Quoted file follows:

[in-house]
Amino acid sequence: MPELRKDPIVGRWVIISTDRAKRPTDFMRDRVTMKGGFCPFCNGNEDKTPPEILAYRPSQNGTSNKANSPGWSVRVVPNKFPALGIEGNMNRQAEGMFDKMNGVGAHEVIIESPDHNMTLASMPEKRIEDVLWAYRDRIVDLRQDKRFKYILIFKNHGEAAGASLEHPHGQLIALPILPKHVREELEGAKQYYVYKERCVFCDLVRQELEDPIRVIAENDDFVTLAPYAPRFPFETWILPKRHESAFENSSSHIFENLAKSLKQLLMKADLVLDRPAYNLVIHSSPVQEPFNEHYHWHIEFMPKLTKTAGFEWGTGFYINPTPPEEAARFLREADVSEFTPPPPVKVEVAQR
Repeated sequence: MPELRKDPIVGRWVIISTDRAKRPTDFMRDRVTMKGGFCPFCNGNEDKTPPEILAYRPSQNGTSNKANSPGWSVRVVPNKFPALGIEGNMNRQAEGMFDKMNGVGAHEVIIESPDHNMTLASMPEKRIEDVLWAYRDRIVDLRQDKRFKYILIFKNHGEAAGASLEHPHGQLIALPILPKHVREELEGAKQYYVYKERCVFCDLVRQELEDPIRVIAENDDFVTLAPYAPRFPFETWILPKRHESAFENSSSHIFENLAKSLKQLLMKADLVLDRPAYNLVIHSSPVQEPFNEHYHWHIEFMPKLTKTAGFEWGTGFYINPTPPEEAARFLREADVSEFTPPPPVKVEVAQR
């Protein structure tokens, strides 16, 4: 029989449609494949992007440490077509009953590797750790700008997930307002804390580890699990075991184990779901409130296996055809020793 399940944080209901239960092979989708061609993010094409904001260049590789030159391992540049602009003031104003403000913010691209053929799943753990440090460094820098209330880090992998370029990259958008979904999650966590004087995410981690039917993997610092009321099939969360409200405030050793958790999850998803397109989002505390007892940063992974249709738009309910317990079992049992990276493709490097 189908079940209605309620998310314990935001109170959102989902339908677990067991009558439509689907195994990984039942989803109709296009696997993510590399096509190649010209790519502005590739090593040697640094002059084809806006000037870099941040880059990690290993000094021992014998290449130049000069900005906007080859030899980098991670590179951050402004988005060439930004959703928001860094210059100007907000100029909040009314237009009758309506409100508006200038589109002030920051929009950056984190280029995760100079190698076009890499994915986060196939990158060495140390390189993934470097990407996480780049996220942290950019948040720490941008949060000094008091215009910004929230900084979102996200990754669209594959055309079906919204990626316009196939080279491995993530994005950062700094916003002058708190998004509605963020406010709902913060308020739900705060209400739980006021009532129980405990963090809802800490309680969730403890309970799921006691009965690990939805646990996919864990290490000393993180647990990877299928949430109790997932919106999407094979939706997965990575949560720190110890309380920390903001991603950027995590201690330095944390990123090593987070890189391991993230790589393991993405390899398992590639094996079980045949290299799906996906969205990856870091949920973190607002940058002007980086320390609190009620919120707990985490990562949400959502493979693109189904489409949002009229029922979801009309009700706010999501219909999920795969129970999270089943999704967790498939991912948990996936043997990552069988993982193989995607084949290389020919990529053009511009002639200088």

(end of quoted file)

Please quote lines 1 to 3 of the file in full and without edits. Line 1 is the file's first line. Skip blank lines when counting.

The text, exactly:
[in-house]
Amino acid sequence: MPELRKDPIVGRWVIISTDRAKRPTDFMRDRVTMKGGFCPFCNGNEDKTPPEILAYRPSQNGTSNKANSPGWSVRVVPNKFPALGIEGNMNRQAEGMFDKMNGVGAHEVIIESPDHNMTLASMPEKRIEDVLWAYRDRIVDLRQDKRFKYILIFKNHGEAAGASLEHPHGQLIALPILPKHVREELEGAKQYYVYKERCVFCDLVRQELEDPIRVIAENDDFVTLAPYAPRFPFETWILPKRHESAFENSSSHIFENLAKSLKQLLMKADLVLDRPAYNLVIHSSPVQEPFNEHYHWHIEFMPKLTKTAGFEWGTGFYINPTPPEEAARFLREADVSEFTPPPPVKVEVAQR
Repeated sequence: MPELRKDPIVGRWVIISTDRAKRPTDFMRDRVTMKGGFCPFCNGNEDKTPPEILAYRPSQNGTSNKANSPGWSVRVVPNKFPALGIEGNMNRQAEGMFDKMNGVGAHEVIIESPDHNMTLASMPEKRIEDVLWAYRDRIVDLRQDKRFKYILIFKNHGEAAGASLEHPHGQLIALPILPKHVREELEGAKQYYVYKERCVFCDLVRQELEDPIRVIAENDDFVTLAPYAPRFPFETWILPKRHESAFENSSSHIFENLAKSLKQLLMKADLVLDRPAYNLVIHSSPVQEPFNEHYHWHIEFMPKLTKTAGFEWGTGFYINPTPPEEAARFLREADVSEFTPPPPVKVEVAQR